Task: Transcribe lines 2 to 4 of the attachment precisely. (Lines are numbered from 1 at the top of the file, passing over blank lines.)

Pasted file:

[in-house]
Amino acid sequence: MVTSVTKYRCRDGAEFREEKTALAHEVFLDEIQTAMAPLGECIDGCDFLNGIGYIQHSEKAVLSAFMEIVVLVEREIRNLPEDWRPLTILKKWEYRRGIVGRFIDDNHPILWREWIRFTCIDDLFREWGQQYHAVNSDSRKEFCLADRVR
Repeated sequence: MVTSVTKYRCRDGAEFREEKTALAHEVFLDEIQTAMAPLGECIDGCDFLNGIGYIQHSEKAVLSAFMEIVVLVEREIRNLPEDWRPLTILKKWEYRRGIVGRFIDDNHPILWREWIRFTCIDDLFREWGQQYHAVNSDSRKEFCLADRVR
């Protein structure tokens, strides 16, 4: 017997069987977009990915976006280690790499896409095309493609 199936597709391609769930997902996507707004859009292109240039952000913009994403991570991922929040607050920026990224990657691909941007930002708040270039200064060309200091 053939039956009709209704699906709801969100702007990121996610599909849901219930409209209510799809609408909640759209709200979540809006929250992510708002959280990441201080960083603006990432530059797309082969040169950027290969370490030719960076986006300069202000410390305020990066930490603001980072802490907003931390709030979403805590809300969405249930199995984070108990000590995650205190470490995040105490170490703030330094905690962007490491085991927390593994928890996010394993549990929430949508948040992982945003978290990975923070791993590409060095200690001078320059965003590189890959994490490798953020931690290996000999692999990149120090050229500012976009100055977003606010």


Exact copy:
Amino acid sequence: MVTSVTKYRCRDGAEFREEKTALAHEVFLDEIQTAMAPLGECIDGCDFLNGIGYIQHSEKAVLSAFMEIVVLVEREIRNLPEDWRPLTILKKWEYRRGIVGRFIDDNHPILWREWIRFTCIDDLFREWGQQYHAVNSDSRKEFCLADRVR
Repeated sequence: MVTSVTKYRCRDGAEFREEKTALAHEVFLDEIQTAMAPLGECIDGCDFLNGIGYIQHSEKAVLSAFMEIVVLVEREIRNLPEDWRPLTILKKWEYRRGIVGRFIDDNHPILWREWIRFTCIDDLFREWGQQYHAVNSDSRKEFCLADRVR
């Protein structure tokens, strides 16, 4: 017997069987977009990915976006280690790499896409095309493609 199936597709391609769930997902996507707004859009292109240039952000913009994403991570991922929040607050920026990224990657691909941007930002708040270039200064060309200091 053939039956009709209704699906709801969100702007990121996610599909849901219930409209209510799809609408909640759209709200979540809006929250992510708002959280990441201080960083603006990432530059797309082969040169950027290969370490030719960076986006300069202000410390305020990066930490603001980072802490907003931390709030979403805590809300969405249930199995984070108990000590995650205190470490995040105490170490703030330094905690962007490491085991927390593994928890996010394993549990929430949508948040992982945003978290990975923070791993590409060095200690001078320059965003590189890959994490490798953020931690290996000999692999990149120090050229500012976009100055977003606010």